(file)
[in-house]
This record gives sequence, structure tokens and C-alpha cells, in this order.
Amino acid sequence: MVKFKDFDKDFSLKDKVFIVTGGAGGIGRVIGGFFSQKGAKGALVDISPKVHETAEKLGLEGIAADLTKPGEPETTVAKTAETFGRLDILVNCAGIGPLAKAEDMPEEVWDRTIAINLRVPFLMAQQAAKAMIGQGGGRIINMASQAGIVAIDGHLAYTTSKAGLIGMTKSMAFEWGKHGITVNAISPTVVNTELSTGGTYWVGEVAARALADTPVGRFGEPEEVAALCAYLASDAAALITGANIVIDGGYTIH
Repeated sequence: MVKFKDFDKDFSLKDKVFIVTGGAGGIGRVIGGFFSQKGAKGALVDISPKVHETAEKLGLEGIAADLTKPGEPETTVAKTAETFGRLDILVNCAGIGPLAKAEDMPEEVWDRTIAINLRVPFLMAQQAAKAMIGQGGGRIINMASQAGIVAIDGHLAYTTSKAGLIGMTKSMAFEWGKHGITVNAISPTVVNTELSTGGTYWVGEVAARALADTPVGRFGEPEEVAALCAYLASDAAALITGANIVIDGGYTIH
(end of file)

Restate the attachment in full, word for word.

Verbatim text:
[in-house]
This record gives sequence, structure tokens and C-alpha cells, in this order.
Amino acid sequence: MVKFKDFDKDFSLKDKVFIVTGGAGGIGRVIGGFFSQKGAKGALVDISPKVHETAEKLGLEGIAADLTKPGEPETTVAKTAETFGRLDILVNCAGIGPLAKAEDMPEEVWDRTIAINLRVPFLMAQQAAKAMIGQGGGRIINMASQAGIVAIDGHLAYTTSKAGLIGMTKSMAFEWGKHGITVNAISPTVVNTELSTGGTYWVGEVAARALADTPVGRFGEPEEVAALCAYLASDAAALITGANIVIDGGYTIH
Repeated sequence: MVKFKDFDKDFSLKDKVFIVTGGAGGIGRVIGGFFSQKGAKGALVDISPKVHETAEKLGLEGIAADLTKPGEPETTVAKTAETFGRLDILVNCAGIGPLAKAEDMPEEVWDRTIAINLRVPFLMAQQAAKAMIGQGGGRIINMASQAGIVAIDGHLAYTTSKAGLIGMTKSMAFEWGKHGITVNAISPTVVNTELSTGGTYWVGEVAARALADTPVGRFGEPEEVAALCAYLASDAAALITGANIVIDGGYTIH